FIG. 1 illustrates, in cross section, a conventional thin film FET used in LCD devices. In particular, substrate 20 typically comprises a transparent material such as glass. In accordance with conventional photopatterning methods, metal gate electrode 21 is affixed to this substrate. A patterned layer of insulating material 24 such as silicon nitride is then typically deposited so as to cover gate electrode 21 and to extend a certain distance on either side thereof. An active layer of amorphous silicon (α-silicon) is then typically applied and doped with appropriate polarity dopants to produce a channel region wherein current flow is controlled by electrical signals applied to the gate electrode. In a similar fashion, source and drain electrodes 22 and 23, respectively, are deposited using photopatterning methods to complete the formation of a thin film FET device. It is noted, however, that the opacity of gate material 21 is not a significant viewing limitation since the gate electrode may only be approximately 10 microns in width and therefore essentially invisible to the user. In contrast, the pixel electrodes are by far the larger elements in an LCD device cell. The pixel electrodes are typically approximately 0.01 inches square.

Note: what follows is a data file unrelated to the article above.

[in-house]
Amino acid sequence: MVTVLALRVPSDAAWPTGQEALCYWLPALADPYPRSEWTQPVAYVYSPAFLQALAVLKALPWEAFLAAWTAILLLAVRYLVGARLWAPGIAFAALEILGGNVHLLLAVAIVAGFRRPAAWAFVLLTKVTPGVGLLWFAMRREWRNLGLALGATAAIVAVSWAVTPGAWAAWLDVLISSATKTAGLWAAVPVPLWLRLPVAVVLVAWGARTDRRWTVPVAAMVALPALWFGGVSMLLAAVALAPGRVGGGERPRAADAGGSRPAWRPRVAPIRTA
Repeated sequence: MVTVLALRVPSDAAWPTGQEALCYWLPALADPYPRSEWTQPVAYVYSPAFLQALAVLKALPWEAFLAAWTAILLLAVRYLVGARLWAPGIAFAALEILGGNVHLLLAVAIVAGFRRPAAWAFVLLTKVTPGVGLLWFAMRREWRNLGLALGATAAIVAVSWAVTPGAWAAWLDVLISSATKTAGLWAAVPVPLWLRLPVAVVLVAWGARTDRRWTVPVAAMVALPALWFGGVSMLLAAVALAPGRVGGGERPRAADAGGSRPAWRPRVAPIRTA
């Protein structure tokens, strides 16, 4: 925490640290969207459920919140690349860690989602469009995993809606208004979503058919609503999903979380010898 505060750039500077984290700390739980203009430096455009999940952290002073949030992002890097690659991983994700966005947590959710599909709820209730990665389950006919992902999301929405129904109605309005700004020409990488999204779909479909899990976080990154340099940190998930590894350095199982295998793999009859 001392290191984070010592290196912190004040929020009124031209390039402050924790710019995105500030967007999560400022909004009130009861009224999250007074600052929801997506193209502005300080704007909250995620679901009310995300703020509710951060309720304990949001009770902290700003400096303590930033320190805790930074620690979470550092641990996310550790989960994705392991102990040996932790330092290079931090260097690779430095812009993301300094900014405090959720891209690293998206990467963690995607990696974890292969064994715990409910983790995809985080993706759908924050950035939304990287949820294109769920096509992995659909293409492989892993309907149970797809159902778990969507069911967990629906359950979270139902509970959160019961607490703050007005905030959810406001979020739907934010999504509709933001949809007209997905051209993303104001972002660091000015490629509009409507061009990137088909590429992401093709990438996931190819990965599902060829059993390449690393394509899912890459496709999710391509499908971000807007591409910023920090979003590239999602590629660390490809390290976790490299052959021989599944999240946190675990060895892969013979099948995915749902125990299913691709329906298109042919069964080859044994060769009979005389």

FIG. 2 is particularly relevant to understanding the present invention. In particular, FIG. 2 is a cross sectional view of a portion of FIG. 5 which is more particularly described below. The upper portion of FIG. 2 is shown in phantom view since these structures are, strictly speaking, not produced by the mask patterns in FIGS. 3A-3D. These mask patterns are typically employed to generate only one side of the substrates or panels which form major constituents in an LCD device. As above, substrates 20 and 30 may typically comprise transparent material. Also, as above, ground plane 38 and pixel electrodes 39 are disposed on substrates 30 and 20, respectively. These electrodes may comprise transparent conductive material. Most relevant to the present invention, however, is the data line structure which includes data lines 32 and insulating material 34. It is seen that the first, conductive layer and the third, conductive layer, both designated by reference numeral 32 are in electrical contact along either side of narrow insulating strip 34. The first, conductive data line layer is preferably fabricated in the same process stage as the gate electrodes of the FET switching elements. The second, insulating layer 34 is preferably fabricated in the same process stage as the gate insulating material. The third, conductive layer in the data line structure is preferably fabricated in the same process stage as the fabrication of the source and drain metallization. The presence of insulating layer 34 permits the third or upper conductive data line layer to cross gate lines, from which it is insulated, without the formation of step discontinuities which tend to decrease circuit reliability. Furthermore, the first or lowermost conductive line is in contact with the upper conductive line and provides redundant circuit connection along approximately 90% of the length of each data line. Lowermost data line 32 is, however, provided with gaps to accommodate passage of gate line conductors. While it appears that a longer step jump is now required for contact between the conductive layers in the data line, this is in fact not a problem since insulating material strip 34 in FIG. 2 is relatively narrow and since electrical contact is now possible along the entire length of the lower data line conductor.